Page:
China's economic policy: So just who is in charge?

A vast array of forces and actors - many of them pulling in opposing directions - are at work in China's increasingly pluralised political economy. The country's policymaking structure is often characterised by contradictions, being both authoritarian, due to the absolute power that the Chinese Communist Party (CCP) wields, and fragmented at the same time, say experts.

But the opaqueness of the system, the intimate ties between the government and the ruling party, and the overlapping functions of many of China's government agencies have made it hard to determine who is actually in charge.

On paper, it is the State Council, China's 35-member Cabinet headed by Premier Li Keqiang, that is at the apex of policymaking.

It also maintains the daily running of economic affairs.

But experts say President Xi Jinping has shifted the locus of decision-making back to the CCP, and to himself, since he took power in November 2012.

Major decisions regarding monetary policy or financial regulation must be approved by the State Council, or by its 10-member executive committee made up of Mr Li and China's vice-premiers and state councillors. Many of them have portfolios cutting across various areas, allowing them to play a key role in mediating disputes and coordinating policy.

This means that China's central bank head Zhou Xiaochuan, for instance, is far less influential than United States Federal Reserve chair Janet Yellen, as the People's Bank of China (PBoC) does not have the independence to make big decisions, such as the raising or lowering of interest rates, without the approval of the State Council or top party leaders. Key economic agencies in the council include the Finance, Commerce, and Industry and Information Technology ministries.

The PBoC and the top economic planner - the National Development and Reform Commission (NDRC) - are also included, together with financial regulators like the China Securities Regulatory Commission (CSRC) and the China Banking Regulatory Commission.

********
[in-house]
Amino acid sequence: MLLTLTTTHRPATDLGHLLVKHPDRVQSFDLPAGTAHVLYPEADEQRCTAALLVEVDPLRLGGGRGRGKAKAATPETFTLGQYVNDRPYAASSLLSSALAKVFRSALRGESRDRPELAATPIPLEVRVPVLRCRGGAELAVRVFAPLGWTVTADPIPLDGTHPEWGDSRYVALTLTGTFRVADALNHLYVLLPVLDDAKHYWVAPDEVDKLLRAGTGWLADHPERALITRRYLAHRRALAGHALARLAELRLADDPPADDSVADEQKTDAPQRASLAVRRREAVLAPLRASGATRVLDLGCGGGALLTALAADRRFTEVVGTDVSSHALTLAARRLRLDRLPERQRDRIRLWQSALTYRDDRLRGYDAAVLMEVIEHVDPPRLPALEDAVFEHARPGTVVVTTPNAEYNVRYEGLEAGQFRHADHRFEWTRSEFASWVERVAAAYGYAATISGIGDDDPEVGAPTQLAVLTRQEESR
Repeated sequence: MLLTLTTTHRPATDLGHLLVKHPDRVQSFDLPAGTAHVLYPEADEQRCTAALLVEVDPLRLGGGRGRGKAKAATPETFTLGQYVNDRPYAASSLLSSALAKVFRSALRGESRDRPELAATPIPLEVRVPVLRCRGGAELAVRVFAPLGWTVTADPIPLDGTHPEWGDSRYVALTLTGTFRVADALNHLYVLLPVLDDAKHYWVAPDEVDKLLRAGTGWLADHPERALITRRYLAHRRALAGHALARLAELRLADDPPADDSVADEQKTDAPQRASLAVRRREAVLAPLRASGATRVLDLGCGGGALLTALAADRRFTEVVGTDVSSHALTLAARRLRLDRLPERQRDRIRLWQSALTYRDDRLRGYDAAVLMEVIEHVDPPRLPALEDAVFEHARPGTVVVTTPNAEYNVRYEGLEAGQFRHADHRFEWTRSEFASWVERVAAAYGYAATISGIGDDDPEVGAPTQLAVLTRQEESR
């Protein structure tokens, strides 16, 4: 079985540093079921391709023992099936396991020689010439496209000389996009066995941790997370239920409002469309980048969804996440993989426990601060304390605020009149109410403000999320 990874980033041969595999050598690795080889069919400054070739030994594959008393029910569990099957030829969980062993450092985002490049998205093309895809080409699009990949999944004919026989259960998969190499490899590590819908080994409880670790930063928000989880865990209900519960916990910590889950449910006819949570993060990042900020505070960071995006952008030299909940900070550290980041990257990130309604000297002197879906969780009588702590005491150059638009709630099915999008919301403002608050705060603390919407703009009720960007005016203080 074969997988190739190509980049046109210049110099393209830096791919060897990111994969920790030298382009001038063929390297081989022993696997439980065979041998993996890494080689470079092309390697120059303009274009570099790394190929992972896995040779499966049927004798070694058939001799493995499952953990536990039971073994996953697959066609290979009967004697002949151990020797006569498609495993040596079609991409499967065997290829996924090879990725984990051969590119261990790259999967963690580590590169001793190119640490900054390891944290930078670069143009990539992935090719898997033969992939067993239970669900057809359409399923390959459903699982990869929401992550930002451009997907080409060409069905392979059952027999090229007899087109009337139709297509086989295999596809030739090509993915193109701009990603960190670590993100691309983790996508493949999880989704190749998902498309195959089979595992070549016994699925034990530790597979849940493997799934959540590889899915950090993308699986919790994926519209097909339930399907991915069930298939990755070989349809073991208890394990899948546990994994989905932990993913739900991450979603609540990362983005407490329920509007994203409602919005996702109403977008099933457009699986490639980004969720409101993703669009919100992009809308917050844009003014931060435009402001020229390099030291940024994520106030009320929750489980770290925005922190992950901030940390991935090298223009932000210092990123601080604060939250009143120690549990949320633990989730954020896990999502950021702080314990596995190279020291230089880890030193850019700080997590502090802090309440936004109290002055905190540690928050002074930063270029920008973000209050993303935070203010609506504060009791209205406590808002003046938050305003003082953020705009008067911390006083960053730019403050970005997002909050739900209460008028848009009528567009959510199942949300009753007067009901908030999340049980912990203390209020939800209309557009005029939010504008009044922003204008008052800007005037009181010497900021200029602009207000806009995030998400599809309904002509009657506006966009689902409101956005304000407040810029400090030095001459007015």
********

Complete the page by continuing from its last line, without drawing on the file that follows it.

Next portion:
These government bodies are all equally ranked as ministry level, meaning that they cannot issue binding orders to one another, with many also sharing overlapping mandates on functional issues.

At times, they also battle for influence. The central bank, for instance, successfully argued in favour of avoiding broad monetary stimulus for the first two years of the Xi administration to promote restructuring, staving off calls from the NDRC for a loosening of ratesto boost flagging growth, according to media reports.


Professor Li Daokui, a leading Chinese economist and former central bank official, revealed in a recent interview with Phoenix News that it is the Finance Ministry, central bank and the NDRC that often lead policymaking on economic and market-related issues.

"On important policies to do with foreign exchange and currency, it is the central finance and economics leading small group (CFELSG) that greatly discusses and considers these issues before also having the final say," he said.

The CFELSG, first introduced in 1980, is a high-level party committee that allows the CCP to continue managing and having oversight of China's economic affairs.

It is headed by Mr Xi now and includes members such as Mr Zhou and NDRC head Xu Shaoshi.

In instances when an issue straddles various agencies, however, representatives of all relevant bodies become part of an ad hoc committee, according to a report analysing China's economic decision-making by Washington-based think-tank Centre for Strategic and International Studies (CSIS).

"Either after extensive negotiation or based on a mandate from above, one agency is then designated as the lead and placed in charge of coordinating on the project," say co-authors Matthew Goodman and David Parker.

"But in the highly rank-conscious environment of Chinese public administration, the effectiveness of coordination is then almost completely dependent on the lead ministry's influence within the broader policymaking apparatus, or its ability to attract and retain the attention of top leaders," they add.


Perceived missteps by existing regulators can also lead to the State Council stepping in.

The CSRC's botched handling of the stock market crash, for instance, has led to the Cabinet taking on a bigger role in overseeing financial markets, reports say.

It has set up a working group to prepare for the upgrading of the Cabinet's financial department to bureau level, said Reuters, quoting a source.

The council has also created a new department within its general office to coordinate between the financial and economic regulators, according to Bloomberg.

Ultimately, however, it is the ruling party that has the final say, and Mr Xi has taken steps to re-emphasise the CCP's role in economic policymaking since he took power, CSIS experts say.

Not only did he personally back a key economic summit in 2013 that pledged to give the markets a "decisive" role in the economy, but he also shifted the centre of decision-making into new party institutions and out of the hands of China's gridlocked state bureaucracy. Many of these, including a new, comprehensively deepening reform leading small group created during the 2013 meeting, are chaired by Mr Xi himself and staffed by trusted advisers.

The report said: "Through these and other actions, Mr Xi has demonstrated a rapid, opaque and personalised style of decision-making designed to reassert centralised control over economic policymaking and allow experts in Beijing to design and drive a top-level design of reform."

This article was first published on Jan 17, 2016.
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